Summary:

Ken Stern, the CEO of National Public Radio, has abruptly resigned, apparently over clashes on NPR’s digital media startegy. Stern, who spok…

imageKen Stern, the CEO of National Public Radio, has abruptly resigned, apparently over clashes on NPR’s digital media startegy. Stern, who spoke at our EconSM conference last year, was with NPR for 10 years and was appointed the CEO in Sep. 2006, and had pushed for more digital media outlets and distribution for the public broadcasting firm, which as this WaPo story says, “often riled station managers, who saw them coming at the expense of serving the hundreds of public stations that pay dues annually to NPR.”

Dennis L. Haarsager, an avid tech blogger and chairman of the board of NPR, has taken over as CEO on an interim basis, while the board conducts a search for a permanent replacement. By coincidence, Dennis was a moderator of a panel I spoke on two weeks ago at the Public Media Conference 2008, in LA.

NPR’s own story: “One source familiar with the situation said Stern was leaving because of board criticism over his management style. Another source said the board concluded Stern was not the right person to lead a creative media company forward. A third source said…that Stern had never articulated how NPR’s hundreds of member stations would fit into [the] multi-media future.” Of course, NPR’s clashes with member stations on digital media strategy are not a secret…I have written about them in the past. (And yet another source tells us of being told Stern wanted to get NPR into TV and cable in a big way and that’s what had the station riled.)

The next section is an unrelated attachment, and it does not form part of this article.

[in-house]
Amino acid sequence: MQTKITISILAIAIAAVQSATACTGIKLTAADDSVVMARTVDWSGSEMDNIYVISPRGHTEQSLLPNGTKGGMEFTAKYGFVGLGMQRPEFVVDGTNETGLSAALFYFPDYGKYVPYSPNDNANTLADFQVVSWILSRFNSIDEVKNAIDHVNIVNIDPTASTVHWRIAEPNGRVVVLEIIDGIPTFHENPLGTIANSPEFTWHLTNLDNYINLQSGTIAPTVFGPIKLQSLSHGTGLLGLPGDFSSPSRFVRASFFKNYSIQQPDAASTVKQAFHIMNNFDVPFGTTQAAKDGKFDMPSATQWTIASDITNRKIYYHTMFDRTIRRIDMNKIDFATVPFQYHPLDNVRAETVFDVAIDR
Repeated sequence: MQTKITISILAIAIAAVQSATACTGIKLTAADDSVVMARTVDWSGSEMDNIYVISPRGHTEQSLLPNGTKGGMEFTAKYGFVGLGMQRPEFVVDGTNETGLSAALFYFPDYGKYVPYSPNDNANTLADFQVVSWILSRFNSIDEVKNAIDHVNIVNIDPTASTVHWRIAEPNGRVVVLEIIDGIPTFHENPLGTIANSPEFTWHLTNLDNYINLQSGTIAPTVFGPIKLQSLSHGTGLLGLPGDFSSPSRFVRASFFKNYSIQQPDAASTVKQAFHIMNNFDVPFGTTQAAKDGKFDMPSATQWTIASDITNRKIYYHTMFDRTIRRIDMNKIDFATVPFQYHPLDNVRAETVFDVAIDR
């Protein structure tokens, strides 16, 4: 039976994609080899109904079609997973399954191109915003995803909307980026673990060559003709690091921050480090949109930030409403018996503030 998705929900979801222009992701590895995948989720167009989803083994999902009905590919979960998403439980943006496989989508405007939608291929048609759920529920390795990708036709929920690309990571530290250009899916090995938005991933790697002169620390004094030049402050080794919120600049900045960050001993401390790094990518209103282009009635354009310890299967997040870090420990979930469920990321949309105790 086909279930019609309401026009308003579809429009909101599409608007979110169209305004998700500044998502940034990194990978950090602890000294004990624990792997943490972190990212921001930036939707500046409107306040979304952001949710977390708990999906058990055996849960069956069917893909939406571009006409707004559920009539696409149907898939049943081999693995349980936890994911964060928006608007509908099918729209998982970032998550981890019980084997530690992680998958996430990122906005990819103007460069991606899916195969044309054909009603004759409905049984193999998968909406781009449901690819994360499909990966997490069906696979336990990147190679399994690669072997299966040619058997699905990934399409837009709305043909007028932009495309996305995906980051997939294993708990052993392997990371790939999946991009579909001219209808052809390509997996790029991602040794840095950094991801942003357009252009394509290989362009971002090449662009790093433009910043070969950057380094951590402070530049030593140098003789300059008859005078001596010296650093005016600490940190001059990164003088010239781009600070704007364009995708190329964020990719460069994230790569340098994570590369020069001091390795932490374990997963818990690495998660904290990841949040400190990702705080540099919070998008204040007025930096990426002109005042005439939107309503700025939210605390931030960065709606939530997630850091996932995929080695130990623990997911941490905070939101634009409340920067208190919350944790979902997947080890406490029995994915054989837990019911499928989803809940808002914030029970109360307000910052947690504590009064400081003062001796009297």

LA Observed has the staff memo from Haarsager, who outlines his role going ahead.

Update: I just spoke to Haarsager, who disputed the version that this change had much to do with any specific clashes over the digital media strategy…he said the reasons were “multi-dimensional”. He said that while he has an appreciation for technology and the changing consumer habits (this is what he blogs about everyday), NPR is not about digital platforms, it is about the journalism. He did say the hunt for a new CEO may take a while, and could stretch as much as a year…

He also said that the change was not as abrupt as people are making it out to be: the board asked him to be the interim CEO on Feb. 28 after a lot of consideration, and he thought about it for a week, and then agreed to come on board.

Staci adds: Also today, in another coincidence, CBS (NYSE: CBS) vet Dick Meyer told readers of his online column that he was leaving for NPR. He didn’t offer details there but we can tell you Meyer has signed on as editorial director for digital media, effective April 7. Meyer, at CBS for 23 years, most recently has been the editorial director of CBSNews.com. His move comes after severe cuts at CBSNews.com, which lost roughly 30 percent of its already small staff late last year. The cuts were seen internally by some as an indication that CBS was not committed to its online news site; we were told then that some believed CBS Interactive head Quincy Smith wanted to do away with the site altogether — or, at least, its staff.

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